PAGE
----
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"Hiccup Girl" Jennifer Mee Lived as Transient Before Arrest, Say Police

"Hiccup Girl" Jennifer Mee Lived as Transient Before Arrest, Say Police
Jennifer Mee (CBS/WFOR/Pinellas County Jail) CBS/WFOR/Pinellas County Jail

ST. PETERSBURG, Fla. (CBS/AP) Jennifer Mee, the Florida teenager who gained attention three years ago for her five week bout of the hiccups, was living a transient lifestyle before she was charged with murder this week, according to an investigator.

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Maj. Mike Kovacsev of the St. Petersburg police told NBC's "Today" show that law enforcement officers had approximately a dozen "contacts" with the 19-year-old Mee throughout the past year at several different addresses.

"She didn't actually live on the street, but was transient in nature because she tended to live in different motels or apartments and moved from one location to another," he said.

Mee's mother, Rachel Robidoux, told Tampa radio station WFLZ on Monday that her daughter had not lived with her in a year.

Mee, of St. Petersburg, and alleged accomplices Laron Raiford and Lamont Newton, were charged with first-degree murder Sunday in the shooting death of 22-year old Shannon Griffin.

According to the St. Petersburg Police Department, Mee accepted a "friend request" from Griffin on a social networking Web site about five or six days before she lured Griffin to a vacant home where the two others robbed him Saturday and then shot him several times. Kovacsev said police do not believe Mee fired the gun.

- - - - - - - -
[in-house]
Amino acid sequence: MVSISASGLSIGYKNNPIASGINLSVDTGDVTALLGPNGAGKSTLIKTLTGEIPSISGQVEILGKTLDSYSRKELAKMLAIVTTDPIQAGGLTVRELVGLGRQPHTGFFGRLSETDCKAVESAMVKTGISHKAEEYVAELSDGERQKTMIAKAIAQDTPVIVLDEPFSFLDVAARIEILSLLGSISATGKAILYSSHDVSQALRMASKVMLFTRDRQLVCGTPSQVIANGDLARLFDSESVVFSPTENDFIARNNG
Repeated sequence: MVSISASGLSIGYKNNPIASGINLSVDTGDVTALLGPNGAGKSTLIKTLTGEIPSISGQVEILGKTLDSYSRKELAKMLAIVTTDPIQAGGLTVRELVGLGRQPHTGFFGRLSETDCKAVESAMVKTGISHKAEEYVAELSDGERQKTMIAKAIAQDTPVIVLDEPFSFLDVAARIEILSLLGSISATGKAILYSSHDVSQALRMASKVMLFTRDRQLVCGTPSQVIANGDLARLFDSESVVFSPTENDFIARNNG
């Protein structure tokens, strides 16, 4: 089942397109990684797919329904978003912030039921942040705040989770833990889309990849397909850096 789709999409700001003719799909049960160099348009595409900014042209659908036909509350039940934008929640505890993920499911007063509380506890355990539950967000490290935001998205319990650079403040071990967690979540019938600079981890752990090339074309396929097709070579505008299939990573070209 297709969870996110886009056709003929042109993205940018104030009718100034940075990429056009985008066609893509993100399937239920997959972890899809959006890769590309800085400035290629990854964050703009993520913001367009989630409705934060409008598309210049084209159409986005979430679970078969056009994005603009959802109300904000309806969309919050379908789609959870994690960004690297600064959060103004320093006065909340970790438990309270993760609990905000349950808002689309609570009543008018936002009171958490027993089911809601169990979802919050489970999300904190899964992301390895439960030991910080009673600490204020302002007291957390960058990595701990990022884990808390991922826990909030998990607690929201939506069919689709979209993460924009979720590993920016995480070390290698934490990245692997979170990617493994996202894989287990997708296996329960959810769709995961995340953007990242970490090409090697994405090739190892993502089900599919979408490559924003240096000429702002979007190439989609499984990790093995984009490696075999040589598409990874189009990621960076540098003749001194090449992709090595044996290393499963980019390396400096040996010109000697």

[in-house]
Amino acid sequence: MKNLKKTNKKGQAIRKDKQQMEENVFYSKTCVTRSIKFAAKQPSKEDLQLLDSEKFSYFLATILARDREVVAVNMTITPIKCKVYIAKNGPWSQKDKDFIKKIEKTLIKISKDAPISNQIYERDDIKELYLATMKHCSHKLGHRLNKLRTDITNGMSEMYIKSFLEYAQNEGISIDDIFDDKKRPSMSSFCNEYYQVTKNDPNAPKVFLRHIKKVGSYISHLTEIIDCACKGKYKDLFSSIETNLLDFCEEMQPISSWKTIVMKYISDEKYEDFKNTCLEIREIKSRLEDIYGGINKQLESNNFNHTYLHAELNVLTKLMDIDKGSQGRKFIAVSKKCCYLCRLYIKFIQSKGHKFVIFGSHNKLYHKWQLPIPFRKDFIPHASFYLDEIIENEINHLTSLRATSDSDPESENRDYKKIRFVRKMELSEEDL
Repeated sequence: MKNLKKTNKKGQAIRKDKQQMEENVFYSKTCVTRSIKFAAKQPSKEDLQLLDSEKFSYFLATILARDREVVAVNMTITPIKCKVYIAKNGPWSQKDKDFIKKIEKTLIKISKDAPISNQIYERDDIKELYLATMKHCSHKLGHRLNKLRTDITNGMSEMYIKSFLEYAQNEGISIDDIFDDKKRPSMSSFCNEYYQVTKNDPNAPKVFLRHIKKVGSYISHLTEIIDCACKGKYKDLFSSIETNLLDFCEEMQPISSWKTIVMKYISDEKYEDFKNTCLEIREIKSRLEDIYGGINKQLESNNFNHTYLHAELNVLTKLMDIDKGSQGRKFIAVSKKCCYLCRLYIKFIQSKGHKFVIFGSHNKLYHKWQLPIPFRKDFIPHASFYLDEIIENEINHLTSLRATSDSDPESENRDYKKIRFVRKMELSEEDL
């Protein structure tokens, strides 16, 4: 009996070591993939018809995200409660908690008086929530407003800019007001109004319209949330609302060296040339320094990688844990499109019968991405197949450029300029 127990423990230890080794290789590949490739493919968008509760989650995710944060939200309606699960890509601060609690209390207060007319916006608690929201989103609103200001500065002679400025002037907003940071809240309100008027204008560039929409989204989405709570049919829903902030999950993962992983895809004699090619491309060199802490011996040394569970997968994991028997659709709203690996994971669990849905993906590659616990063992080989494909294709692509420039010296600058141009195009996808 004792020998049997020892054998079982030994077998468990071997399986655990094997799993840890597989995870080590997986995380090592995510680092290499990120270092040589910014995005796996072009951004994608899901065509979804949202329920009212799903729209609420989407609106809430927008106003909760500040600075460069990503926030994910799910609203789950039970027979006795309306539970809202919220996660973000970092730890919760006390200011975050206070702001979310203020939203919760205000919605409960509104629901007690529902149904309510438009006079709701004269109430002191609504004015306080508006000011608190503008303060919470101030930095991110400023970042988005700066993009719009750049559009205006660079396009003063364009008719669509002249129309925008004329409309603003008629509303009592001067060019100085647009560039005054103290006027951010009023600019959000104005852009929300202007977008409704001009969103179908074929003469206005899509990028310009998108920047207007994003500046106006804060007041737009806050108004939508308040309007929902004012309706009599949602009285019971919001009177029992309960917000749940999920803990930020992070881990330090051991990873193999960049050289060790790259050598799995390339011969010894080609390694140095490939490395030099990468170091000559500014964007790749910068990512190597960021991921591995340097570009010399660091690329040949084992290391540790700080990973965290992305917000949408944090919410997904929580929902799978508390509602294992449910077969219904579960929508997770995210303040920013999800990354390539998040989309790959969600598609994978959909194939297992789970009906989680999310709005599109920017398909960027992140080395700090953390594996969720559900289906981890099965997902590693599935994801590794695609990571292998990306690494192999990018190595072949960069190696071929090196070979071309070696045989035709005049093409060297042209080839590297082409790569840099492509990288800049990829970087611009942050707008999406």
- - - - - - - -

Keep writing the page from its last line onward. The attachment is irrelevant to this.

The three suspects told St. Petersburg Police Chief Chuck Harmon that the incident was a robbery gone wrong, reports MSNBC. They stole less than $50 from Griffin, who was an employee at a Walmart and planned to be on vacation this week, states the Web site.

In 2007, Mee gained national attention as the girl who could not stop hiccupping; she would hiccup up to 50 times a minute for months. She tried home remedies and consulted medical specialists, a hypnotist and an acupuncturist, until the hiccups finally just stopped on their own.

Experts believe Mee's short-lived hiccup fame may have been the catalyst for her being led astray.

"Early Show" contributor Dr. Jennifer Hartstein, a child and adolescent psychologist, told the broadcast: "Here was a young woman, 15, or 16 years old who ends up in the public eye, has all of this notoriety, and just as quickly it goes away. And what does that do for a young person's self-esteem? We see a lot of young adults who can't handle the spotlight, and here's one who's not trained to handle the spotlight."

Robidoux recently spoke to a local radio show and defended her daughter, saying, "I've said for a while now that her case of the hiccups wasn't a case of the hiccups, it was a curse of the hiccups...She's very naive. I just think that she was getting herself into stuff where she didn't really realize what she was doing."

The police press release announcing Mee's arrest detailed the troubles she has experienced since her mysterious case of the hiccups. They include running away from home and several instances of domestic violence involving a boyfriend.